On July 8, when Glee receives an Emmy nomination for best comedy (and it will), it won’t be the first show to defy the nomination categories.
As EW.com’s “Hollywood Insider” noted last week, Glee joins the ranks of dramedies like Desperate Housewives and Ugly Betty as an often-heavy, one-hour series competing in the Emmys’ Outstanding Comedy category. Ally McBeal was the first such show to win the award 11 years ago. (Hi, Portia! Hi!)
Glee has captured the hearts of many of us at AfterEllen.com — and not just because we are all in mad gay love with Jane Lynch.
We love it because it can go from funny to heartbreaking in a matter of minutes. And the way the show deals with homophobia makes it a must-see for LGBT audiences. In fact, Kurt’s coming out to his dad Burt and subsequent scenes in which Burt deals head-on with homophobia are some of the most moving things I’ve ever seen on TV.
But that quality is what makes some question whether Glee should compete in the same category as shows like 30 Rock and Modern Family. To be sure, the shows bear little resemblance to one another in look and feel. Salon.com goes so far as to say that Glee is “one of the most stylistically bold broadcast network shows since Twin Peaks.”
I’m not sure about that, but Glee certainly has broken ground in the way it deals with high school angst via musical numbers. The more recent episodes have been downright amazing, especially the Madonna show (which is one of the episodes submitted for Emmy consideration). But the LOL moments are often confined to times when Sue Sylvester delivers a zinger. And that doesn’t set well with sitcom writers.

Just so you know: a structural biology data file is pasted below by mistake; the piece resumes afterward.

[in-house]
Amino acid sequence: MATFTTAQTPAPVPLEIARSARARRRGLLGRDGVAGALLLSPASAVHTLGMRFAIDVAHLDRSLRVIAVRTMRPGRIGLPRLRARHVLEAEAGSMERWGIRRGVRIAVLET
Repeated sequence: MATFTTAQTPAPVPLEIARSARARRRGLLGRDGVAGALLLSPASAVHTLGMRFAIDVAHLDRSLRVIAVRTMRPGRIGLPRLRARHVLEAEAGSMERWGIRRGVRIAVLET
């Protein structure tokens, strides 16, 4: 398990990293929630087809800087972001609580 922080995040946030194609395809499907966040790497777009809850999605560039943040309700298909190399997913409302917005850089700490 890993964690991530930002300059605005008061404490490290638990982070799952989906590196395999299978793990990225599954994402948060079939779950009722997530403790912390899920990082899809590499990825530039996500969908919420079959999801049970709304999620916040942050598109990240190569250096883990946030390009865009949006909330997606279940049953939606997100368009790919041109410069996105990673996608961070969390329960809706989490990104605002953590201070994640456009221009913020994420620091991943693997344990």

One veteran writer told EW, “We bust our asses trying to get as many laughs into the shows as possible. Dramedies don’t do that.” Another said, “I like [Glee] okay. But it has never, not even once, made me laugh, which seems like something any comedy should do.”
I’m a little worried about a comedy writer who finds nothing to laugh at in Glee. Still, if Glee isn’t a comedy, what is it? I can’t see it competing against Dexter or Mad Men for Outstanding Drama. But the Emmy powers-that-be aren’t ready to create a “dramedy” category, for fear that it would dilute the comedy and drama categories.
Ryan Murphy, Glee creator, says that he doesn’t really see a problem comparing Glee to other comedies. “Every time I watch 30 Rock or Modern Family, I am moved. The more heart that a show has, the bigger laugh you get in the payoff … Just because it’s a sitcom, doesn’t mean it’s not moving. And just because it’s a one-hour [show] doesn’t mean it’s not funny.”
You see the problem. Personally, I want the winner of Outstanding Comedy Series to be the funniest show on TV. And Glee really isn’t. Yet, it definitely is one of the best shows on TV. And it deserves recognition as such.
What do you think? Can Glee compete with funnier shows for best comedy? Do you think a dramedy category is warranted and, if so, what shows would you include?